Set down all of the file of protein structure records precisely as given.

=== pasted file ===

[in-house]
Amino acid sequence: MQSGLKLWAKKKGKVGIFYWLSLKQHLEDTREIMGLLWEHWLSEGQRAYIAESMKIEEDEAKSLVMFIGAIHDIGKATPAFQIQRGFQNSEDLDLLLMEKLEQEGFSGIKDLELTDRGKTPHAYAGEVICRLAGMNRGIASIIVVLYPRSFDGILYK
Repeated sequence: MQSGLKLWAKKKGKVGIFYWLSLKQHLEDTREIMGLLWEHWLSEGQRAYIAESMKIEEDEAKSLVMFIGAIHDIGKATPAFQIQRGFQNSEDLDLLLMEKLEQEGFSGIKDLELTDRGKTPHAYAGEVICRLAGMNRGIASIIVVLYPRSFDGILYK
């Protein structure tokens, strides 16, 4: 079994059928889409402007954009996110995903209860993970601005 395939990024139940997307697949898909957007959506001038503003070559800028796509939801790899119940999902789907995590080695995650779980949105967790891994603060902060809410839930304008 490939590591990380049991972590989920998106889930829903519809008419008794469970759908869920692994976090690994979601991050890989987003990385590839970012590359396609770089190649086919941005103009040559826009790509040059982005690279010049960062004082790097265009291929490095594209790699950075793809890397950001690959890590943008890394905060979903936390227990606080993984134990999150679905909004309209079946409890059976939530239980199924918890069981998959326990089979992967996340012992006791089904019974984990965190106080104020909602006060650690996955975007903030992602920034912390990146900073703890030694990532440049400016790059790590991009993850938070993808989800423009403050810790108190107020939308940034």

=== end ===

[in-house]
Amino acid sequence: MQSGLKLWAKKKGKVGIFYWLSLKQHLEDTREIMGLLWEHWLSEGQRAYIAESMKIEEDEAKSLVMFIGAIHDIGKATPAFQIQRGFQNSEDLDLLLMEKLEQEGFSGIKDLELTDRGKTPHAYAGEVICRLAGMNRGIASIIVVLYPRSFDGILYK
Repeated sequence: MQSGLKLWAKKKGKVGIFYWLSLKQHLEDTREIMGLLWEHWLSEGQRAYIAESMKIEEDEAKSLVMFIGAIHDIGKATPAFQIQRGFQNSEDLDLLLMEKLEQEGFSGIKDLELTDRGKTPHAYAGEVICRLAGMNRGIASIIVVLYPRSFDGILYK
């Protein structure tokens, strides 16, 4: 079994059928889409402007954009996110995903209860993970601005 395939990024139940997307697949898909957007959506001038503003070559800028796509939801790899119940999902789907995590080695995650779980949105967790891994603060902060809410839930304008 490939590591990380049991972590989920998106889930829903519809008419008794469970759908869920692994976090690994979601991050890989987003990385590839970012590359396609770089190649086919941005103009040559826009790509040059982005690279010049960062004082790097265009291929490095594209790699950075793809890397950001690959890590943008890394905060979903936390227990606080993984134990999150679905909004309209079946409890059976939530239980199924918890069981998959326990089979992967996340012992006791089904019974984990965190106080104020909602006060650690996955975007903030992602920034912390990146900073703890030694990532440049400016790059790590991009993850938070993808989800423009403050810790108190107020939308940034």